on our most eventful day in columbia south carolina i deliberately left behind my camera. of course i regret it now, but at the time it felt important to have some undocumented adventures. as a result, i have a limited number of photos. a porch scene. the state house. a weird reflection in a mirror at the whig. some wigs behind bars!
the day we left we went to a cemetery and i took about a million photos. will upload some of those in a minute.
Did these questions a few weeks back about PRESENT for INDIE GRITS, but I believe they didn’t get around to posting or it slipped through the cracks.. so figured I would post it here, as I put some thought and time into it..
1. What is your connection to the South?
Well, I’ve pretty much lived in the South my whole life. I was born in, grew up, and moved all over North Carolina and it’s where most all of my family is from and still live, so it’s pretty much home to me.
2. Where did you get your inspiration for this work?
Well it’s quite autobiographical in ways, at least it’s steeped a good bit with things from my life. I’d say lots of different inspirations went into it, with just things that interest me. I have a slight fascination with visiting old places you’ve lived, it’s like a weird sort of time travel, and Mt. Airy especially holds a dear place in my heart. In general I’m sort of nostalgic for past times, and have an affection for old mom and pop places and this ‘vanishing americana’. As far as the actual film, I’d say a lot of it sparked from meeting and knowing the 3 main actors, they were all inspiring to my life anyway, and I thought it’d be interesting and fun to put them in a film together.
3. How did you start making films?
I took a theatre class my senior year of high school and really got into acting and just performing in general. It just so happened my theatre teacher started up a video production class that year, and I kind of took on a knack for it. I remember sitting at his computer and editing some little video we’d shot for the first time, on this magical thing called Avid, and it just opened up a whole new world to me, this complete ability to create and make something in that way, and I just kind of fell in love with all of it; writing, shooting, editing, acting… He told me about film school (at the North Carolina School of the Arts) on my last day of high school, and I never even knew that was a thing, that people could go to school for that, and become Directors and Producers and what all, I had no idea what any of them did. So, I don’t know, it sounded good and I didn’t have any other plans at the time!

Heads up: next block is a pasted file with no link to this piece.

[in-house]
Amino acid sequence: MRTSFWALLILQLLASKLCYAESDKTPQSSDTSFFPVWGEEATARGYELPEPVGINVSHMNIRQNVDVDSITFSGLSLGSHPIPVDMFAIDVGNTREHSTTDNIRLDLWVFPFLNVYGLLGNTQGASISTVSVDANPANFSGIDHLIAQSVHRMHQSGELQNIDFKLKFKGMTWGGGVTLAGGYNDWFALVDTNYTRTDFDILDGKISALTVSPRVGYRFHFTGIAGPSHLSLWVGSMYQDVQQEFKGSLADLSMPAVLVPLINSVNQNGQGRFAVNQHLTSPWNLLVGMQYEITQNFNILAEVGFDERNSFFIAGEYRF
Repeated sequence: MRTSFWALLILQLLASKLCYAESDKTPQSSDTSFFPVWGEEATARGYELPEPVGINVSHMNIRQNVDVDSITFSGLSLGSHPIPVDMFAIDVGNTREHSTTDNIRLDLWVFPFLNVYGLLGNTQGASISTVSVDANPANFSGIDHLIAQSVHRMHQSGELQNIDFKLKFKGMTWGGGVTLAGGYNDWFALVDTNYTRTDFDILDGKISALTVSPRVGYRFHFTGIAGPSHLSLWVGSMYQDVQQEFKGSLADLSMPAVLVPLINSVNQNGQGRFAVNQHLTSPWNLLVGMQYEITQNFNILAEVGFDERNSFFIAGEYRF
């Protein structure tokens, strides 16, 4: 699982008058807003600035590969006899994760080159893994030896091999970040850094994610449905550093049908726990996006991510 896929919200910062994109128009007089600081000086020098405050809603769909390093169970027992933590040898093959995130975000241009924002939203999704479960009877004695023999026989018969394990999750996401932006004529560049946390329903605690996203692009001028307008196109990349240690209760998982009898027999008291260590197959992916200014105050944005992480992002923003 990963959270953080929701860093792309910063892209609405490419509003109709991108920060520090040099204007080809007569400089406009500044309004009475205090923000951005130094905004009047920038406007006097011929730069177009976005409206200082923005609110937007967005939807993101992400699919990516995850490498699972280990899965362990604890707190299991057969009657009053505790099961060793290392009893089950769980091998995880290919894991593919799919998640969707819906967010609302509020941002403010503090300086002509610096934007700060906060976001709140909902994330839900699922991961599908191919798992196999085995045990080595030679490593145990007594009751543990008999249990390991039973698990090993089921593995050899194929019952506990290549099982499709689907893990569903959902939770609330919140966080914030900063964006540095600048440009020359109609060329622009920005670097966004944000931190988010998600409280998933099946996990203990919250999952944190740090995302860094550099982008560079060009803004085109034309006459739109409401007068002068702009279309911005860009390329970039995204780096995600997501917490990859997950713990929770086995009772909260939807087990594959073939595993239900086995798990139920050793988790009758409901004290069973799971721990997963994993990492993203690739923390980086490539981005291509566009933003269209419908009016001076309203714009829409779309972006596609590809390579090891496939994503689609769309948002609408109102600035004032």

4. Did anything interesting or funny happen on set during the shooting?
Oh sure, lots of daily things! Just in general, you’re already in these kind of intimate, intense settings, working and living all day everyday together for a month, so there’s bound to be ridiculous inside jokes and silly stories and things like that happening. Plus I think all of the cast and crew share similar senses of humor, so we all found a lot of the same things funny, and we all just like to laugh, and make each other laugh.
As far as interesting, personally, to revisit and shoot in the house I moved out of when I was 10, that was quite an interesting experience. We were only there for a couple hours one night, and I was mostly preoccupied with getting shots, but every once in a while I would just look around and get super weird deja vu. It goes back to that whole “time travel” thing, but it definitely messed with my sense of time and place in this surreal way.
5. What do you look forward to the most during Indie Grits?
This’ll be the 3rd one I’ve gotten to attend. I love Indie Grits a lot, so many nice folks who put it on, and they always have interesting films playing. I’ve also spent a fair amount of time in Columbia too, so I look forward to just getting to visit and hang out and see friends and meet new folks and such. Also a slice of pizza at the Whig, with bbq sauce.
6. Why should someone see your film?
Oh I don’t know, I think the 3 main characters all gave quite wonderful performances for having never acted before in their lives, so, see it for them. I’ve been told it’s quite funny, and also has a lot of heart. I don’t think there are too many films out there that explore brother/sister relationships. While this one is a little estranged and sort of oddball, I think it sweetly displays siblings who, though maybe were never all that close, still went through and shared this stage of early life together, and even though that’s vanished and gone, it still shaped who they are in a way, and counts for and means something. And I think now they’ve reached a point in life, where they don’t really have a sense of family or a home anymore, and they’re on that cusp of adulthood. And the world they’ve ventured out into ain’t quite what they were expecting, y’know, it all ain’t Mayberrys. So when they do see one another, there’s this comfort there. It’s like when a longtime friend or family member visits, there’s this calming and familiar feeling there, because you have this history of shared experiences together. Even if they aren’t always able to express themselves exactly how they mean to, just being in one another’s presence sometimes is nicely reassuring, when nothing else in life quite makes sense.
So maybe if you can relate to any of that, or are interested in something that is just kinda trying to sort out the human condition a little, perhaps you’d enjoy it.
i made this with super 8 footage shot mostly around asheville north carolina during the making of the film “present” …the song is from 2010 and is how my friend theresa referred to west washington street in athens georgia.. “FLICKER STREET” …its from a new album by my wretched southern “porch rock” band SMOULDERING PORCHES. its a waltz. and yes, i sampled the wind/high hat from the film YOJIMBO by akira kurosawa.